Download InfoIf you experience problems downloading a file, check if you have the proper application to view it first. In case of further problems read the IDEAS help page. Note that these files are not on the IDEAS site. Please be patient as the files may be large.
Bibliographic InfoPaper provided by Institute of Social and Economic Research, Osaka University in its series ISER Discussion Paper with number 0591.
Date of creation: Jul 2003
Date of revision:
Please report citation or reference errors to , or , if you are the registered author of the cited work, log in to your RePEc Author Service profile, click on "citations" and make appropriate adjustments.:
- Kazuo Nishimura, 2001. "Equilibrium Growth and Nonlinear Dynamics in Continuous-Time Models," The Japanese Economic Review, Japanese Economic Association, vol. 52(1), pages 1-19.
- Hildenbrand, Werner & Jerison, Michael, 1989.
"The demand theory of the weak axioms of revealed preference,"
Elsevier, vol. 29(3), pages 209-213.
- Hildenbrand,Werner & Jerison,Michael, 1988. "The Demand theory of the Weak axioms of Revealed Preference," Discussion Paper Serie A 163, University of Bonn, Germany.
- Day, Richard H. & Pianigiani, Giulio, 1991. "Statistical dynamics and economics," Journal of Economic Behavior & Organization, Elsevier, vol. 16(1-2), pages 37-83, July.
- Bhaduri, Amit & Harris, Donald J, 1987. "The Complex Dynamics of the Simple Ricardian System," The Quarterly Journal of Economics, MIT Press, vol. 102(4), pages 893-901, November.
- Venkatesh Bala, 1997. "A pitchfork bifurcation in the tatonnement process," Economic Theory, Springer, vol. 10(3), pages 521-530.
- Bala, Venkatesh & Majumdar, Mukul & Mitra, Tapan, 1998. "A note on controlling a chaotic tatonnement," Journal of Economic Behavior & Organization, Elsevier, vol. 33(3-4), pages 411-420, January.
- Debreu, Gerard, 1974. "Excess demand functions," Journal of Mathematical Economics, Elsevier, vol. 1(1), pages 15-21, March.
- Jordan, J. S., 1983. "Locally stable price mechanisms," Journal of Mathematical Economics, Elsevier, vol. 11(3), pages 235-259, July.
- Silvestre, Joaquim, 1982. "Fixprice analysis in exchange economies," Journal of Economic Theory, Elsevier, vol. 26(1), pages 28-58, February.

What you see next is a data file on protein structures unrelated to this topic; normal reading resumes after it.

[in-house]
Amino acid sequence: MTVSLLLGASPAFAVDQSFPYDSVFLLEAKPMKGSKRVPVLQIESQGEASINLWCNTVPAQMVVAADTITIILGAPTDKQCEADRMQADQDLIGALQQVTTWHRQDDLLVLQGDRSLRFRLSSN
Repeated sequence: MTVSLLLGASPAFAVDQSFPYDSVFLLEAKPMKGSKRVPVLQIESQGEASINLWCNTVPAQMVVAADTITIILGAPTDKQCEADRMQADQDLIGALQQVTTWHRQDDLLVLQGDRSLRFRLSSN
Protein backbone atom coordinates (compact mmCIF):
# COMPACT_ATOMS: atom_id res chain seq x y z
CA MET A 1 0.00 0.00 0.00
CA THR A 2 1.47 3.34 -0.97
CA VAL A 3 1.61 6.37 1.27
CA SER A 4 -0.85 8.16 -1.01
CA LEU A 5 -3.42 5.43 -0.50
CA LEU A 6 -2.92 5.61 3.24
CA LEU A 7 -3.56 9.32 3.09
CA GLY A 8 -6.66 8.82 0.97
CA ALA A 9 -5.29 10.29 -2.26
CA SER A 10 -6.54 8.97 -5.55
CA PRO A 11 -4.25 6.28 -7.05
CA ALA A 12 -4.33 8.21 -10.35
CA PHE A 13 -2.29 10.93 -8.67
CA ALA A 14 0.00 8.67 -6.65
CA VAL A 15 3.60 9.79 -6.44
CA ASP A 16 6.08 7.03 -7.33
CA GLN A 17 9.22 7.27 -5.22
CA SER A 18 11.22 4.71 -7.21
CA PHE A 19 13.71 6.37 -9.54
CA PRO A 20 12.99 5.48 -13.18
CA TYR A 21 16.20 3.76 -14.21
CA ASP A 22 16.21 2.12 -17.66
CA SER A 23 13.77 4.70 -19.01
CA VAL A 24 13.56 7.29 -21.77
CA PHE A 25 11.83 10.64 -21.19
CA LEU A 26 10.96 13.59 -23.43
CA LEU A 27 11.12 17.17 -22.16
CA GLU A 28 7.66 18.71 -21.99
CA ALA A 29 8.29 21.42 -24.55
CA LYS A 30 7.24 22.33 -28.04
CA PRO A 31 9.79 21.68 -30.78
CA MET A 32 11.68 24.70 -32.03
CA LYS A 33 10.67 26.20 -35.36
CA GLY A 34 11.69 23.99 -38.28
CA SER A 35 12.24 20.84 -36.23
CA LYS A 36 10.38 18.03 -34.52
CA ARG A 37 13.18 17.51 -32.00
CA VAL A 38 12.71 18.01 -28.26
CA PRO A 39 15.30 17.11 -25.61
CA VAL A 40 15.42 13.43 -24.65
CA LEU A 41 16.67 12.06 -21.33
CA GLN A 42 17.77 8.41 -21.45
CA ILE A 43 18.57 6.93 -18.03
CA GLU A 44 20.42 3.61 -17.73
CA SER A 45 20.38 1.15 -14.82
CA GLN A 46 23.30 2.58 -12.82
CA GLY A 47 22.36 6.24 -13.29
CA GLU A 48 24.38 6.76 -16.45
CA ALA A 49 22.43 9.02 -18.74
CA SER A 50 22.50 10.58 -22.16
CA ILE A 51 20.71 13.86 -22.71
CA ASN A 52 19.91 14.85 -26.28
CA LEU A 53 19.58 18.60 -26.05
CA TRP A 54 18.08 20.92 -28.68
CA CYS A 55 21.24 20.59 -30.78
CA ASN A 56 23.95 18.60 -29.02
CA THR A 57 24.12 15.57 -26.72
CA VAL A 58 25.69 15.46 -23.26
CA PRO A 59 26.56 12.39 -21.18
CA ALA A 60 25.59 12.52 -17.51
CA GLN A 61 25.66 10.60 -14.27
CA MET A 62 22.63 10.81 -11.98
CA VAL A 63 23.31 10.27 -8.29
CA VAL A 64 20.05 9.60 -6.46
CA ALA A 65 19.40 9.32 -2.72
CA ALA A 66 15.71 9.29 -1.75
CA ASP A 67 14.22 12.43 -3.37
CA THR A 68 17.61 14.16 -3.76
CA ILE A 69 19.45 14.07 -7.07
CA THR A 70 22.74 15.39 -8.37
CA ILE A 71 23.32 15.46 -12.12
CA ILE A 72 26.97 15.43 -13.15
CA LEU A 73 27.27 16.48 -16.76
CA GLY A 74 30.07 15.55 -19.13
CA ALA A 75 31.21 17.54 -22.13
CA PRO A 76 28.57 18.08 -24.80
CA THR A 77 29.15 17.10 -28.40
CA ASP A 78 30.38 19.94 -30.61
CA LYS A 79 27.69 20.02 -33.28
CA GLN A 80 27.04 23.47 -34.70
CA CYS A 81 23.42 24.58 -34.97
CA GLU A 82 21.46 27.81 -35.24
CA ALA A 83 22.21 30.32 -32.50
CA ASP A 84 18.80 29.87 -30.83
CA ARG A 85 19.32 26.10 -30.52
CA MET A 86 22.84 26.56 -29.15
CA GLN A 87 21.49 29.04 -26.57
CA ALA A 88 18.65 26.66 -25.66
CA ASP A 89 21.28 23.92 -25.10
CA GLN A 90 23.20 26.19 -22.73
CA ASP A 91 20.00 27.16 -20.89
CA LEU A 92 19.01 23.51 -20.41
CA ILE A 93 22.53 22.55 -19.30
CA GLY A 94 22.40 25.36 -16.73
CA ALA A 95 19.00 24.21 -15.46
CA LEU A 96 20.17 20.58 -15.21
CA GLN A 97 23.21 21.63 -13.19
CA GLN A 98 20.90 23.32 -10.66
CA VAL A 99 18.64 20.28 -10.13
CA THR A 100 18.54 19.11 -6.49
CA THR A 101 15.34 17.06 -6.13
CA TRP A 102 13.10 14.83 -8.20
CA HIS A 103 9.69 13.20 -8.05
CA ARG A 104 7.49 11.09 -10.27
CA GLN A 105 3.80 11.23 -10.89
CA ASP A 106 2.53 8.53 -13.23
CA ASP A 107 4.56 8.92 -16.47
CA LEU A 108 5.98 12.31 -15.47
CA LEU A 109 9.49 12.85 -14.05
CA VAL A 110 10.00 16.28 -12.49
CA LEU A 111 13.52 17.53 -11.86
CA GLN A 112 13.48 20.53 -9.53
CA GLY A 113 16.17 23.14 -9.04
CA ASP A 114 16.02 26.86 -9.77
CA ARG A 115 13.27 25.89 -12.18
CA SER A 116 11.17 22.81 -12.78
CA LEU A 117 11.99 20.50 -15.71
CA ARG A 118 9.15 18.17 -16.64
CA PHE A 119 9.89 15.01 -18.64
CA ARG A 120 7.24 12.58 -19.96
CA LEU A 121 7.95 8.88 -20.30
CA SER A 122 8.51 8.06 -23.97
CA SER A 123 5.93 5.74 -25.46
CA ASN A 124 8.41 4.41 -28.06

- Saari, Donald G & Simon, Carl P, 1978. "Effective Price Mechanisms," Econometrica, Econometric Society, vol. 46(5), pages 1097-1125, September.
- Hirota, Masayoshi, 1985. "Global stability in a class of markets with three commodities and three consumers," Journal of Economic Theory, Elsevier, vol. 36(1), pages 186-192, June.
- Anjan Mukherji, 1999. "A simple example of complex dynamics," Economic Theory, Springer, vol. 14(3), pages 741-749.
- Hirota, Masayoshi, 1981. "On the Stability of Competitive Equilibrium and the Patterns of Initial Holdings: An Example," International Economic Review, Department of Economics, University of Pennsylvania and Osaka University Institute of Social and Economic Research Association, vol. 22(2), pages 461-67, June.
- Majumdar, Mukul & Mitra, Tapan, 1994. "Periodic and Chaotic Programs of Optimal Intertemporal Allocation in an Aggregative Model with Wealth Effects," Economic Theory, Springer, vol. 4(5), pages 649-76, August.
- Lionel W. McKenzie, 2005. "Classical General Equilibrium Theory," MIT Press Books, The MIT Press, edition 1, volume 1, number 0262633302, December.
- Mukherji, Anjan, 2002. "An Introduction to General Equilibrium Analysis: Walrasian and Non-Walrasian Equilibria," OUP Catalogue, Oxford University Press, number 9780195659078.
- Mukherji, Anjan, 1974. "The Edgeworth-Uzawa Barter Stabilizes Prices," International Economic Review, Department of Economics, University of Pennsylvania and Osaka University Institute of Social and Economic Research Association, vol. 15(1), pages 236-41, February.
- Paul A. Samuelson, 1958. "An Exact Consumption-Loan Model of Interest with or without the Social Contrivance of Money," Journal of Political Economy, University of Chicago Press, vol. 66, pages 467.